The 2014–15 UW–Platteville Performing Arts Series will begin with “Wuthering Heights” Tuesday, Oct. 21.
Performances will begin at 7 p.m. Ticket information, including ticket packages, is available at http://www.uwplatt.edu/cfa/pas.
The 2014–15 schedule:
“Wuthering Heights,” Oct. 21: Aquila Theatre brings to life Emily Brontë’s classic story of all-consuming passion with its new production.
The novel, one of the most famous works of world literature, was first published in 1847 under a pseudonym and is Brontë’s only work. Wuthering Heights recounts the tale of ill-fated lovers on the lonely moors of northern England. Heathcliff and Catherine meet as children when Catherine’s father brings the abandoned boy home to live with them. The two grow up together, living freely on the moors while Heathcliff is tormented by Catherine’s brother. When Catherine’s parents die, her brother turns Heathcliff out, forcing him to live among the servants. Catherine marries and the crushed Heathcliff disappears. Years later, a wealthy Heathcliff returns, but is it too late for them?
An Irish Christmas, Nov. 12: “An Irish Christmas” brings joy, hope, laughter, friendship and celebration of life through storytelling, music, song, and dance in a night that sparkles with life and a bit of “magic.” Dancers dance through the generations over brooms, on half doors, around butter churns, into the world of mythology and out again. Songs spinning out of the mists and into the familiar “Silent Night,” “Little Drummer Boy” and “Carol of the Bells,” and music of the pipes, flutes, fiddles, button accordion and bodhráns.
Suzanne Vega, Nov. 17: Since the release of her self-titled, critically acclaimed 1985 debut album, she has given sold-out concerts in many of the world’s best-known halls. Her self-titled debut album was finally released in 1985 was expected by skeptical executives at A&M Records to sell 30,000 LPs. One million records later, it was clear that Vega’s voice was resonating around the world. The 1987 follow-up, “Solitude Standing,” hit number 2 in the UK and number 11 in the U.S., was nominated for three Grammys including Record of the Year and went platinum with “Luka,” a song that has entered the cultural vernacular as the only hit song ever written from the perspective of an abused boy. “Solitude Standing” also included “Tom’s Diner,” about a non-descript restaurant near Columbia University. After it was remixed by UK electronic dance duo DNA and bootlegged as “Oh Susanne,” Vega permitted an official release of the remix of “Tom’s Diner,” under its original title, which reached number 5 on the Billboard pop chart and went gold.
Cherish the Ladies, Dec. 3: Cherish the Ladies has become one of the most engaging ensembles in the history of Irish music. Organized by folklorist/musician Mick Moloney and sponsored by the Ethnic Folk Arts Center and the National Endowment for the Arts, the group began as a concert series featuring the brightest lights in Irish traditional music. Taking their name from the name of a traditional Irish jig, the group initially won recognition as the first and only all-women traditional Irish band. In a relatively short time, they soon established themselves as musicians and performers without peer and have won many thousands of listeners and fans of their music.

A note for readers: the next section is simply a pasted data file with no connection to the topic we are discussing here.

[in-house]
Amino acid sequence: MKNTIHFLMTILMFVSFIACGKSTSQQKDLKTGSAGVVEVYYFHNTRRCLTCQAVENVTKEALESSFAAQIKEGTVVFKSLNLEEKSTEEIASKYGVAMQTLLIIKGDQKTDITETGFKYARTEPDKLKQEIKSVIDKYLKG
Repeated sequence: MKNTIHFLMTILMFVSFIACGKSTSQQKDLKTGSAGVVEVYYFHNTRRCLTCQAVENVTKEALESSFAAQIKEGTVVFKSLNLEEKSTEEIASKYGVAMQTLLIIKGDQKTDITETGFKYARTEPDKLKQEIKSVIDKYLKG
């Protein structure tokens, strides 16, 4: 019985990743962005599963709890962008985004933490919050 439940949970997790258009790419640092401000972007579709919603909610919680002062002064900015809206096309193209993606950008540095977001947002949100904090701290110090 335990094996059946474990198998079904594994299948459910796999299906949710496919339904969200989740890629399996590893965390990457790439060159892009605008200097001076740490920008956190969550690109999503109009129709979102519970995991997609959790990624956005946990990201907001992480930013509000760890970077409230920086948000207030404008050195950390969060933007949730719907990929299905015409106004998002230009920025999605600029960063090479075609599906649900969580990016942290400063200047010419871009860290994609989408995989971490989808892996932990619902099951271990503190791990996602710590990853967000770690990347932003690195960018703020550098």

The Guthrie Brothers: A Simon & Garfunkel Experience, Jan. 31: Jeb Guthrie and Jock Guthrie, The Guthrie Brothers, knew the first time they played a Simon & Garfunkel song that they had a natural and almost spiritual connection to it. The New York-based musicians perform this tribute in an “unplugged” acoustic style. The brothers have been singing together for as long as either one of them can remember -— a major reason for the perfect blend of their harmonies. Both men play acoustic guitar and sing.
Wycliffe Gordon and the Jazz Festival Big Band, Feb. 6: Gordon has an impressive career touring the world performing hard swinging, straight ahead jazz. He was named “Best in Trombone” by the Downbeat Critics Poll three years running (2012–2014) and Jazz Journalists Association named him “Trombonist of the Year” in 2013, as well as previous years 2001, 2002, 2006, 2007, 2008, 2011 and 2012. He is a past recipient of the ASCAP Foundation Vanguard Award, among others.
“Seven Brides for Seven Brothers,” Feb. 27: Set in Oregon in 1850, Seven Brides for Seven Brothers tells the story of Millie, a young bride living in the wilderness. Her plan to civilize and marry off her six rowdy brothers-in-law to ensure the success of her own marriage backfires when the brothers, in their enthusiasm, kidnap six women from a neighboring town to be their brides. “Seven Brides for Seven Brothers” is all boisterous fun and romance that harkens back to the glory days of the movie musical.
The Randy Sabien Ensemble, March 7: Strings educator, jazz master, music author and record producer, Sabien is also hailed as both a violinist and a fiddler. Upon his latest release, “Rhythm and Bows,” Randy Sabien has assembled a new band featuring three violins. Inspired by the 1930s Western swing music of Bob Wills, Sabien plugs the concept of multiple fiddles into be-bop, blues-rock, and beyond. Fueled by a four-piece rhythm section, The Fiddlehead Band pays homage to the history of American roots string playing while stretching beyond contemporary conventions.